SEATTLE — Washington and Oregon are now confirming additional cases of the more contagious variant of COVID-19 in the Pacific Northwest. The Washington Department of Health announced Saturday that the B.1.1.7 variant, which first emerged in the United Kingdom last September, has been confirmed by DNA sequencing in two cases in Snohomish County. Those are the first confirmed cases in Washington. The Oregon Health Authority confirmed a second case, in someone from Yamhill County, a week after the first case was detected in Multnomah County. According to the U.S. Centers for Disease Control and Prevention, there is no conclusive evidence that it’s more severe than other strains of the virus.

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NEW YORK — New York will be sending more vaccination preparation kits to senior housing complexes and churches in an effort to ensure fairness in vaccine distributions, Gov. Andrew Cuomo said Saturday.

The kits include syringes, vials, room dividers, privacy curtains, cleaning supplies, personal protective gear and other items. They also include instructions on how to set up a vaccination site.

New York deployed the first kits last week to five New York City Housing Authority senior citizen complexes and eight churches and cultural centres where nearly 4,200 people eligible to receive the vaccine were vaccinated, Cuomo said.

Kits are now being sent to four additional New York City senior complexes and eight other churches statewide, with plans to vaccine another 3,000 people at those locations by Tuesday. Locations in Brooklyn, the Bronx, Nassau County, Suffolk County, Rochester, Syracuse, Albany, and Buffalo will be receiving the kits.

The kits are part of an effort to ensure vaccinations in Black, Latino and other communities where COVID-19 has had a disproportionate impact, the governor said.

Also Saturday, the governor’s office reported 144 more deaths statewide from the coronavirus. More than 8,800 people were hospitalized, a drop of 44 compared with Friday’s data.

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SAN FRANCISCO — A federal appeals court has denied a Southern California church’s request to overturn the state’s coronavirus restrictions barring worship services indoors during the coronavirus pandemic.

The Sacramento Bee says Friday’s ruling by the 9th U.S. Circuit Court of Appeals leaves the door open for addressing Gov. Gavin Newsom administration’s limits on church attendance if a California county is in a less-restrictive COVID-19 tier.

A three-judge panel ruled against South Bay United Pentecostal Church of Chula Vista over public health orders that restrict religious services from being held inside while virus case rates and hospitalizations remain high.

Currently in California, indoor worship services are banned in all purple-tiered counties — those deemed to be at widespread risk of coronavirus transmission. This tier accounts for the vast majority of the state. Just four counties are in less-restrictive tiers.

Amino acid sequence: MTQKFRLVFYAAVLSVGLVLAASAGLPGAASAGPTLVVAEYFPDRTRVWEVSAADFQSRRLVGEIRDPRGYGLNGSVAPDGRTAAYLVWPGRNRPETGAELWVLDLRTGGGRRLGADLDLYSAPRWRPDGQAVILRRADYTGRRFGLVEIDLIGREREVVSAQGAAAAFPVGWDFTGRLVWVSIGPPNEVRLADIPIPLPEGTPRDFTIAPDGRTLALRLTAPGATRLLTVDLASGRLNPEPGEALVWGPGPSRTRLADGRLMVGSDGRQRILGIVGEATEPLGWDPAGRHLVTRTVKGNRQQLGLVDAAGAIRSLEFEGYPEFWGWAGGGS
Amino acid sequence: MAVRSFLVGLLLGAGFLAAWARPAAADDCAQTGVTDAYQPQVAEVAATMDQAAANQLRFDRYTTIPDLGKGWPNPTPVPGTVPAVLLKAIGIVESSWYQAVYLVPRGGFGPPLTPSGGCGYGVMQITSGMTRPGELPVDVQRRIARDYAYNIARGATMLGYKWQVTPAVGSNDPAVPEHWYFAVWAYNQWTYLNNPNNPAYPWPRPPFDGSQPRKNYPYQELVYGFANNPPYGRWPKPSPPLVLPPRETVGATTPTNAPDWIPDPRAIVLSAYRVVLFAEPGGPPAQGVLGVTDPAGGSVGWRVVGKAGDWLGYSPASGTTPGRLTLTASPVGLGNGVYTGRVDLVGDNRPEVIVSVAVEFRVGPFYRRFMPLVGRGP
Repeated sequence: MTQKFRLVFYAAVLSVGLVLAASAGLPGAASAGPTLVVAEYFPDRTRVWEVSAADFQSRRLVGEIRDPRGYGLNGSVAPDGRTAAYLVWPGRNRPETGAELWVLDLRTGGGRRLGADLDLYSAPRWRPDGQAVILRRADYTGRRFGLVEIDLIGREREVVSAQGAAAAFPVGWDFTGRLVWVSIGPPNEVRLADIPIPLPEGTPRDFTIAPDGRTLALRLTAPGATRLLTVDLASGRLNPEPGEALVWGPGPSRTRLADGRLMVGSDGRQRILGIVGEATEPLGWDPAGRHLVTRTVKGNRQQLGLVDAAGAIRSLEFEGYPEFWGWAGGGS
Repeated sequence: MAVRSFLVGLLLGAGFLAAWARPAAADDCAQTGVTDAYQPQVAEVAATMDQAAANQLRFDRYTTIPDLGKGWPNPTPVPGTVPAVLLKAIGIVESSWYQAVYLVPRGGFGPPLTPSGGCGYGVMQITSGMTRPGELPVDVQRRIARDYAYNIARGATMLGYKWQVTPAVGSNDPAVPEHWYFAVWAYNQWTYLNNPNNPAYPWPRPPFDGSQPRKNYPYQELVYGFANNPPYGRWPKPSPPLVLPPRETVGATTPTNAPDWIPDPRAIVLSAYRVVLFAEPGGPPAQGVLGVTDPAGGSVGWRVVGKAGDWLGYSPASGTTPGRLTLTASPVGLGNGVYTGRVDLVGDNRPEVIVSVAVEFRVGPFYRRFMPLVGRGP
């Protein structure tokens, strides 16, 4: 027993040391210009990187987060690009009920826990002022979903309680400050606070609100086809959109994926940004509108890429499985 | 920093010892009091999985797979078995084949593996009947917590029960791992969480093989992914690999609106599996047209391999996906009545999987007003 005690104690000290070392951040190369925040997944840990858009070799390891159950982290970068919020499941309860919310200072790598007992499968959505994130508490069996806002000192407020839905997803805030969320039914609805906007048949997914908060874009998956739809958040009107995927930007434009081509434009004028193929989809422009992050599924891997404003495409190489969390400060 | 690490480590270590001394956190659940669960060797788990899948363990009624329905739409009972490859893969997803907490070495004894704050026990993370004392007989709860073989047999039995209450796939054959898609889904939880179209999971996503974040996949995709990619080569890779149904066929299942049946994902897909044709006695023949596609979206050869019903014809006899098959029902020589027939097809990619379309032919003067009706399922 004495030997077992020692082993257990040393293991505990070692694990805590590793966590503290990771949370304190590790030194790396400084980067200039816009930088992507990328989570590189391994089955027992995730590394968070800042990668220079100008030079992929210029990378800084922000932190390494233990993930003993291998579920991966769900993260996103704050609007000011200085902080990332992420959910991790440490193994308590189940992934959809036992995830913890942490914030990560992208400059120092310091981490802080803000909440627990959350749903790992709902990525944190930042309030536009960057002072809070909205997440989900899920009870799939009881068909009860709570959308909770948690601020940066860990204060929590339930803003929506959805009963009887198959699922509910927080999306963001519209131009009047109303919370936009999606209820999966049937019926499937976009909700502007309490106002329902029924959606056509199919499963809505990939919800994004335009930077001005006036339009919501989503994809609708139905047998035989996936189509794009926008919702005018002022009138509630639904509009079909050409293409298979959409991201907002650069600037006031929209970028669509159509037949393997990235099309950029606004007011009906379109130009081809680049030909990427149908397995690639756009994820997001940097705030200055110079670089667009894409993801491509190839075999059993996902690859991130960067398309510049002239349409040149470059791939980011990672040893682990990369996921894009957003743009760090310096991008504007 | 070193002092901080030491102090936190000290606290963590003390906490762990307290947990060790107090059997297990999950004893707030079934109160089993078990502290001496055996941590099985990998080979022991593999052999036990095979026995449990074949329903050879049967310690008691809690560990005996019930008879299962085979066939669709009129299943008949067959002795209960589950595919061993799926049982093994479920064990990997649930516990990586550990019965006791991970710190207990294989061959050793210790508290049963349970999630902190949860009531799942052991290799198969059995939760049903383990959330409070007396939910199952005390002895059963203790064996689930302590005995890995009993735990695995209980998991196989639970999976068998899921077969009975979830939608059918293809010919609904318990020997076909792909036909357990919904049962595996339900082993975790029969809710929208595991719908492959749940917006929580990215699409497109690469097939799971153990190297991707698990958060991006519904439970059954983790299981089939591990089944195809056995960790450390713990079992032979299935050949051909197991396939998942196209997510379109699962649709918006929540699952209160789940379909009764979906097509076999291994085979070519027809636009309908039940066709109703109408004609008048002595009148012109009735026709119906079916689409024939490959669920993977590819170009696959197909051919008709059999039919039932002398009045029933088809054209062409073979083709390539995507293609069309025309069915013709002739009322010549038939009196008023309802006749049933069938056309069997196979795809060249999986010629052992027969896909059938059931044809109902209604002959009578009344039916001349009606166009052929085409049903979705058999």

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SANTA FE, N.M. — New Mexico on Saturday reported 859 additional COVID-19 cases and 38 more deaths.

That increases the state’s pandemic totals to 168,579 cases and 3,115 deaths.

Bernalillo County had the most additional cases with 184, followed by 83 in San Juan County, 74 in Dona Ana County and 53 in McKinley County.

Most of the additional deaths involved older New Mexicans, but they also included several people in their 20s and 30s.

The number of infections is thought to be far higher than reported because many people have not been tested, and studies suggest people can be infected with the virus without feeling sick.

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RIO DE JANEIRO — The governor of Brazil´s Amazonas state has announced tough new lockdown measures to combat a surge in COVID-19 cases that has overwhelmed local hospitals.

Gov. Wilson Lima said Saturday that as of Monday, the state’s 4 million people can only go out for essential activities such as buying food or seeking medical attention.

Hospitals in the state capital of Manaus have been strained amid reports that a new variant of the novel coronavirus is more contagious, and the state has seen a shortage of oxygen supplies. The state health secretary says 584 people are on a waiting list for hospital beds, 101 of them requiring intensive therapy.

“People need to understand that we have to take tough measures to save as many lives as possible,” Lima said in an announcement posted on social media.

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HELSINKI — Norway says its capital, Oslo, and nine municipalities have been placed under strict restrictions to contain the spread of the new variant of the coronavirus first detected in Britain.

The Norwegian government said shopping centres and other non-essential stores in those regions were closed at noon on Saturday, and would remain shut at least until Jan. 31.

In addition, organized sports activities were halted, schools were ordered to rely increasingly on remote teaching and households were requested to not invite visitors home in those specified areas.

Norwegian health officials say the Scandinavian country of 5.4 million has so far identified some 55 cases of the virus variant which has spread widely in Britain.